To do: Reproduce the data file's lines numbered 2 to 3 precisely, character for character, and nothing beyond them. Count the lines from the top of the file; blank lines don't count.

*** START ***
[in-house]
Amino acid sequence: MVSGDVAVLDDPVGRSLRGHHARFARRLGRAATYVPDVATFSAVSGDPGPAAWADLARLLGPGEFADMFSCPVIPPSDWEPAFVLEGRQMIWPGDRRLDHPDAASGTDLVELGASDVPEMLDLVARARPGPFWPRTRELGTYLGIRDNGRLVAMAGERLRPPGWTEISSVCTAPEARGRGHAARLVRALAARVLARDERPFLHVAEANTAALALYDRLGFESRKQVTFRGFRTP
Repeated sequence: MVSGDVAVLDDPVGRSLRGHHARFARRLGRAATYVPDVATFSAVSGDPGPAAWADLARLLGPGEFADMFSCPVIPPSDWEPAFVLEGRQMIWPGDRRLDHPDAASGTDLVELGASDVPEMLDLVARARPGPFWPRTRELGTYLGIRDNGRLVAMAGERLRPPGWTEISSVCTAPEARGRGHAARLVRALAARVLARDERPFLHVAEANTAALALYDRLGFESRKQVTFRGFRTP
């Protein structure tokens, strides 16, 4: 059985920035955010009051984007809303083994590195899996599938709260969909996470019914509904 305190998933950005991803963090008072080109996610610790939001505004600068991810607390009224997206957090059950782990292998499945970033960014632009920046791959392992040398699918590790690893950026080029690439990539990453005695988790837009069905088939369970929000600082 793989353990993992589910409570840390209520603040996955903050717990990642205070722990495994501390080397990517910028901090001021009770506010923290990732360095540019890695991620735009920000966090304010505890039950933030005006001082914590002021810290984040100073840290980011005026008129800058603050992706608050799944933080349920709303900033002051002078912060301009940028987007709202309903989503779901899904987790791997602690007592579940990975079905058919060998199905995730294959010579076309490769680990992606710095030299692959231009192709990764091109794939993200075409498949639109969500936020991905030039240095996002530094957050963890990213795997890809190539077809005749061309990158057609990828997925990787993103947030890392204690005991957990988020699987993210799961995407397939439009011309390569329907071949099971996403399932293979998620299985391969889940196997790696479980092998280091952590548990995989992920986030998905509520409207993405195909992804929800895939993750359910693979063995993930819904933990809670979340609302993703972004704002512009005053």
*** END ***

Amino acid sequence: MVSGDVAVLDDPVGRSLRGHHARFARRLGRAATYVPDVATFSAVSGDPGPAAWADLARLLGPGEFADMFSCPVIPPSDWEPAFVLEGRQMIWPGDRRLDHPDAASGTDLVELGASDVPEMLDLVARARPGPFWPRTRELGTYLGIRDNGRLVAMAGERLRPPGWTEISSVCTAPEARGRGHAARLVRALAARVLARDERPFLHVAEANTAALALYDRLGFESRKQVTFRGFRTP
Repeated sequence: MVSGDVAVLDDPVGRSLRGHHARFARRLGRAATYVPDVATFSAVSGDPGPAAWADLARLLGPGEFADMFSCPVIPPSDWEPAFVLEGRQMIWPGDRRLDHPDAASGTDLVELGASDVPEMLDLVARARPGPFWPRTRELGTYLGIRDNGRLVAMAGERLRPPGWTEISSVCTAPEARGRGHAARLVRALAARVLARDERPFLHVAEANTAALALYDRLGFESRKQVTFRGFRTP